ACDF is a well-established procedure with a high success rate in providing pain relief and restoring spinal stability in suitable cases. However, the specific details of the surgery may vary depending on the individual patient’s condition and the surgeon’s approach. It’s important to consult with a qualified spine specialist or surgeon to determine if ACDF is the appropriate treatment option for your specific condition.


Understanding the recovery process can help patients prepare themselves physically and mentally for the journey ahead.

  • Post-Surgical Care: After ACDF surgery, patients are usually admitted to the hospital for a brief period.  Normally, the patient stays in the hospital for one to two days for post-operative care.
  • Neck Immobilization: To support the healing process and minimize stress on the surgical site, the doctor may prescribe a cervical collar or brace. This device restricts movement and helps maintain proper alignment of the cervical spine.
  • Pain Management: Pain and discomfort are normal aspects of the recovery process. To alleviate these symptoms, healthcare providers prescribe pain medications, typically in the form of oral analgesics.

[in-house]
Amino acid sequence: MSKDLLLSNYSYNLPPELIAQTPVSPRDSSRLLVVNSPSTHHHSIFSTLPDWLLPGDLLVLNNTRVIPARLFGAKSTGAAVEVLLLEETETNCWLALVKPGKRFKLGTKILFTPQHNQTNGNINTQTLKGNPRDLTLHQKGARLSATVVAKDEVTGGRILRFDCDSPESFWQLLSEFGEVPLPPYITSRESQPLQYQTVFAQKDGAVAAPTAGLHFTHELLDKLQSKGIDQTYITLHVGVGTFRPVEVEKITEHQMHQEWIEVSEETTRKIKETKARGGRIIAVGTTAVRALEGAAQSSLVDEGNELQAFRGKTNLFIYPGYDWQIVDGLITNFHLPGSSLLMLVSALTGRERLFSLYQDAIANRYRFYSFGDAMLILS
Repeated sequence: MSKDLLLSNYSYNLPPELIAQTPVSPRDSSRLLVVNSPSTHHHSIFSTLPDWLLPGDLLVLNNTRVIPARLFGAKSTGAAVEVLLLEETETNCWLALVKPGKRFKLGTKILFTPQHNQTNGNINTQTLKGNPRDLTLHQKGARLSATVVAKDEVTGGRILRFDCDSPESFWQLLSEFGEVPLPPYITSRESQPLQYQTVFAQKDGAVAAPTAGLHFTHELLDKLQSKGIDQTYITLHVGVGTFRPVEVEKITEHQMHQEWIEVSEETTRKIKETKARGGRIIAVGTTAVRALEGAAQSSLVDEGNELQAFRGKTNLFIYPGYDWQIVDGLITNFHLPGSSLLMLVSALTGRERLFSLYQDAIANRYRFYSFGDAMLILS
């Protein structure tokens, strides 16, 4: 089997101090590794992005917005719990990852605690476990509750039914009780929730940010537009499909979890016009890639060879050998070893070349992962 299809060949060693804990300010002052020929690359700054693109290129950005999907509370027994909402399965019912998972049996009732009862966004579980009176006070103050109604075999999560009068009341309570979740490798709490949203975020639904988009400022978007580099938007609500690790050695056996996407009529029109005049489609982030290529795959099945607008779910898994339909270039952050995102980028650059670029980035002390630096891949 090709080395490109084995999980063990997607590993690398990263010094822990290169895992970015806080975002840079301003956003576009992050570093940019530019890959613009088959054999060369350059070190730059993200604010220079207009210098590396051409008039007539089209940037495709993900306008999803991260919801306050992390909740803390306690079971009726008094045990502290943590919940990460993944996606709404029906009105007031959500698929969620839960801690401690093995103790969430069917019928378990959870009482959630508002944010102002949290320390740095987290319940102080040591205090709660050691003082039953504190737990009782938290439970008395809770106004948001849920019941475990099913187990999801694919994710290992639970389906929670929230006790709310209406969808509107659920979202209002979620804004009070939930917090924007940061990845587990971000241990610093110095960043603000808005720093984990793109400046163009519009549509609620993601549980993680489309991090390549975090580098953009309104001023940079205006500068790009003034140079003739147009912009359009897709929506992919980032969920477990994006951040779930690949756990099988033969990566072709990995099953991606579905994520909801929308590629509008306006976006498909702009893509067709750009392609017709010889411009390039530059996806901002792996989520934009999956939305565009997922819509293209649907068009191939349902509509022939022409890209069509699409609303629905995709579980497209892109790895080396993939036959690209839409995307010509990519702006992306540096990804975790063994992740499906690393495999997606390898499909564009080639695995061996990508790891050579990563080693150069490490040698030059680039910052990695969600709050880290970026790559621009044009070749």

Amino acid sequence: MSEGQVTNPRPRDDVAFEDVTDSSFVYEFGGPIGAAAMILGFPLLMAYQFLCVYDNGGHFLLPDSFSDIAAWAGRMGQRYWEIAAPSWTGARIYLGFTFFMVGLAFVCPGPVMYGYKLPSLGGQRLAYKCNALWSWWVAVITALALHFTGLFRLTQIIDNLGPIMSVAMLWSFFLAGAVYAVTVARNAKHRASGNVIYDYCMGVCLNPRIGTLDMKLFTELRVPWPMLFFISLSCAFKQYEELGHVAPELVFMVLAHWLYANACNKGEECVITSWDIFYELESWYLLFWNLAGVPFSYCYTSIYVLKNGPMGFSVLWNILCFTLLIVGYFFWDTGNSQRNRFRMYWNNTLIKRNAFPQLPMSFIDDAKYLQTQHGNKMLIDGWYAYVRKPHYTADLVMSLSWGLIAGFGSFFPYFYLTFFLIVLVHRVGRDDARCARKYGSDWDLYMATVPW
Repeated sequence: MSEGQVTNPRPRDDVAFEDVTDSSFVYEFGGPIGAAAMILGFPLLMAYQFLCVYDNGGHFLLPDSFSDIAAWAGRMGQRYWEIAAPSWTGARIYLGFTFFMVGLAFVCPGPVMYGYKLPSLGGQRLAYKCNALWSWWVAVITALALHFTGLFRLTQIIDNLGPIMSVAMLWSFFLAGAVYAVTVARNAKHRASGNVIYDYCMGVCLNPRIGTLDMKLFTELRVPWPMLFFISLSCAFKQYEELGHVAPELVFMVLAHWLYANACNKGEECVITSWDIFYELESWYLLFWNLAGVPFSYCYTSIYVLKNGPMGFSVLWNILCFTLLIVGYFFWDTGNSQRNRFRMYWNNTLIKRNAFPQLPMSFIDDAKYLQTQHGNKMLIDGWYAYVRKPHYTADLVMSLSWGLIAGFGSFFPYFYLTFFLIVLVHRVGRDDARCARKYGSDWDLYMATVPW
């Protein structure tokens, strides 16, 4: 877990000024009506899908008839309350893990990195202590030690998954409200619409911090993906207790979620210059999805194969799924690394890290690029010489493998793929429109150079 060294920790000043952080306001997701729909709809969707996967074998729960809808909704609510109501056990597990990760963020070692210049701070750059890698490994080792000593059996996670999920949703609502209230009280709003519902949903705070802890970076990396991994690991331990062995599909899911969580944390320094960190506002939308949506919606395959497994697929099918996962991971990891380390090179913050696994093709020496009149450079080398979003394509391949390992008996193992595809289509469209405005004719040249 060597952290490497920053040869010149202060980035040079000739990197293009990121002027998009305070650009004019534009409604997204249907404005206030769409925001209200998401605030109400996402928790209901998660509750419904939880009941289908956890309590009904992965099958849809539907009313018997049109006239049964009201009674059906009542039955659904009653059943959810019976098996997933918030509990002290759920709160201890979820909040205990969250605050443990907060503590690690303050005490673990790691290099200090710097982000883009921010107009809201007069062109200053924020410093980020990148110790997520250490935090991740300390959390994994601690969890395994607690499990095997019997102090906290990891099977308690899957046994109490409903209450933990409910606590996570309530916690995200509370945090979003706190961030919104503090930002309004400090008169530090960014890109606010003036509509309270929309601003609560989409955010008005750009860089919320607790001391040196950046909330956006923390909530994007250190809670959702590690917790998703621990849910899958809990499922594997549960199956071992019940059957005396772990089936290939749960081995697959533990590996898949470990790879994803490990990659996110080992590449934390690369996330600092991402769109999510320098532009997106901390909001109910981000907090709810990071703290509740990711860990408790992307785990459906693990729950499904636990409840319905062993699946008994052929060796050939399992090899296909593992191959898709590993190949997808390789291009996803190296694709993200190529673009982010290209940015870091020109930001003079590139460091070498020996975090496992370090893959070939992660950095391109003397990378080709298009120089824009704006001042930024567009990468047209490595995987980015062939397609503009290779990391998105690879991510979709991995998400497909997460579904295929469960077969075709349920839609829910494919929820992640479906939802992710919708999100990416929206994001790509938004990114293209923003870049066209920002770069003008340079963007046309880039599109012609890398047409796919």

• Physical Therapy and Rehabilitation: Physical therapy is an integral part of the recovery process following ACDF surgery. The timing for initiating physical therapy may vary based on the surgeon’s recommendation and the patient’s individual progress. Physical therapists will guide patients through exercises and stretches aimed at restoring neck strength, flexibility, and overall function. 
  • Returning to Daily Activities: Returning to regular daily activities is a gradual process that the patient should approach with caution. Patients are typically advised to avoid strenuous activities.  For instance, patients should not engage in heavy lifting, and excessive bending or twisting of the neck during recovery. 
  • Follow-Up Appointments: Regular follow-up appointments with the surgeon are essential to monitor the progress of the recovery and assess the surgery. During these appointments, the surgeon may perform imaging tests to evaluate the fusion’s success and address any concerns or complications.